AEW’s second Stadium Stampede match had a noticeably different feel than the first.
Part of that was likely because they had more time to plan. The 2020 version was brainstormed as part of adjusting to the then just two month old COVID lockdown. Part of it was because the feud leading up to The Pinnacle/Inner Circle version was much more intense, right up to the stipulation Chris Jericho’s group would have to disband if they lost at Double or Nothing last night (May 30).
And part of it was because they brought in a stunt coordinator from the action movie game-changing John Wick franchise to help lay things out. Chris Jericho revealed as much when talking Stadium Stampede 2 during his post-PPV media scrum:
“I think because it [last year’s match] was such a success — it’s like any big movie that makes money that’s a success and then you figure out a way to do it again.
“I think the fact it’s like, ‘How’re you going to do another one?’ is probably the same question that they asked us after the first Elimination Chamber. Now there’s been 30 of the things. So, we were able to, like I said, change the tone.
“We actually brought in one of the stunt coordinators who works on the John Wick movies to help us with some of the fight scenes to make them a little bit more like an action movie. Because we think like wrestlers, and he thinks like a cinematic fight scene guy, so putting it together was tremendous.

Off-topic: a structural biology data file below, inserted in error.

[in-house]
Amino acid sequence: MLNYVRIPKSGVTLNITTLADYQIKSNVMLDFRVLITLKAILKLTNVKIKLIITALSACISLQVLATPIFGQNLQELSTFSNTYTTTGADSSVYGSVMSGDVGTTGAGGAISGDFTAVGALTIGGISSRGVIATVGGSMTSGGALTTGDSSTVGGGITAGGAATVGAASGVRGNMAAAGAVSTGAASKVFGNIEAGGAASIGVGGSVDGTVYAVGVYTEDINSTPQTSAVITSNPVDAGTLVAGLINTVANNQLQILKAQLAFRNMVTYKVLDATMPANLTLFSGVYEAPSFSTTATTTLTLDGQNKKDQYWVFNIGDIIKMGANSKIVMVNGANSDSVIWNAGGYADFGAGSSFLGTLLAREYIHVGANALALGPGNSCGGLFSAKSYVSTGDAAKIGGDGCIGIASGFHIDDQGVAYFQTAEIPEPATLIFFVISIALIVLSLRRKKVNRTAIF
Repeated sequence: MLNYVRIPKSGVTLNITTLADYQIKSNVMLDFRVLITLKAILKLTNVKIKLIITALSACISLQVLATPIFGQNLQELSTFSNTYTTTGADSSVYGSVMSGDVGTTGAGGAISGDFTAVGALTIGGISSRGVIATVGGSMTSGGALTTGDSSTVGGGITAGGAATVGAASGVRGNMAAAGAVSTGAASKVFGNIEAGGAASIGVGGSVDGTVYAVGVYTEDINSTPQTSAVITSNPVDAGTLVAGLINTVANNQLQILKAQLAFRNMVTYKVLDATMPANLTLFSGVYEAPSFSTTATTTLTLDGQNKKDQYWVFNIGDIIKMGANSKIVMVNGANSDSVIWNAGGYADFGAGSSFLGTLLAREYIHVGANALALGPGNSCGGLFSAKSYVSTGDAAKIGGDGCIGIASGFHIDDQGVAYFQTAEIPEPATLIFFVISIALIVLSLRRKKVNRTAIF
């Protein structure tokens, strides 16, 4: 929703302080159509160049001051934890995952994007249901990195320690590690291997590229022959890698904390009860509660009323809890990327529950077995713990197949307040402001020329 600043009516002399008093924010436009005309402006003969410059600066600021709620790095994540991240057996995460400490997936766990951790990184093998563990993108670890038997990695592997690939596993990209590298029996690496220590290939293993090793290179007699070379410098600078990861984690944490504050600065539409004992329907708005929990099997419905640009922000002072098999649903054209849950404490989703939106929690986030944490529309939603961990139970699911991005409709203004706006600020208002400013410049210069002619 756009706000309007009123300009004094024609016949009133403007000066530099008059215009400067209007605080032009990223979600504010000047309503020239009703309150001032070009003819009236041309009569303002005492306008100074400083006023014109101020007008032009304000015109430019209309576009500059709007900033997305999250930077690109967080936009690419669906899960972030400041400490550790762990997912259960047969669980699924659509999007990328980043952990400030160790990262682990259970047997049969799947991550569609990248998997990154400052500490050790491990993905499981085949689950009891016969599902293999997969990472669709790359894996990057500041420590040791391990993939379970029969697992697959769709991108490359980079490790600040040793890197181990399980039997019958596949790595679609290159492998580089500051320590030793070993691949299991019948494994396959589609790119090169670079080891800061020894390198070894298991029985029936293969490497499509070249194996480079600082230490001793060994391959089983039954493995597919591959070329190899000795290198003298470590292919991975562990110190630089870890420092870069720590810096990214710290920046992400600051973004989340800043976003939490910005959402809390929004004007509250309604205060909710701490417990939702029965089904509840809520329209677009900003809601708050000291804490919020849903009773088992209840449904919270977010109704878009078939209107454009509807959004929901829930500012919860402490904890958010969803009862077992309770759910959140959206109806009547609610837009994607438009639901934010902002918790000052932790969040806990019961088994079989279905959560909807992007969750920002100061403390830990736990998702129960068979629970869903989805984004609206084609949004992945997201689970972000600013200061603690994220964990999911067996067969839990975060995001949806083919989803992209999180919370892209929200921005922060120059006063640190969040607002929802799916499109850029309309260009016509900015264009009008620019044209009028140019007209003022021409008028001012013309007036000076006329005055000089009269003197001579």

“Then the craziest part was actually repelling down that scoreboard. Which was absolutely insane, it was about 100 feet off the ground and they made us sit there for about 30 minutes as they were getting ready. So it pretty scary, but once we took that little leap off the edge, it was super exhilarating, and you’d be hard-pressed to find any other five guys in wrestling crazy enough to do that.”
Jericho doesn’t name names, so don’t go thinking it was Chad Stahelski or anything. But that’s a very cool detail, and not just because (as old Cageside Live listeners will recall) we’re Wick superfans around these parts. The extra work made for a different kind of Stadium Stampede, accomplishing Jericho’s goal of changing the tone.
Le Champeon also dished other details on the production of the match. Much of it was filmed and edited over four days. Jericho said they were very pleased with the reaction to the pre-taped portions, but they were very glad they opted to finish it live in the ring at Daily’s Place - another aspect that differentiated the 2021 version from last year’s.
He also praised Jacksonville Jaguar’s coach Urban Meyer, who was more than happy to say “Holy $#!+”.
Does any of this change your appreciation of Stadium Stampede 2, Cagesiders?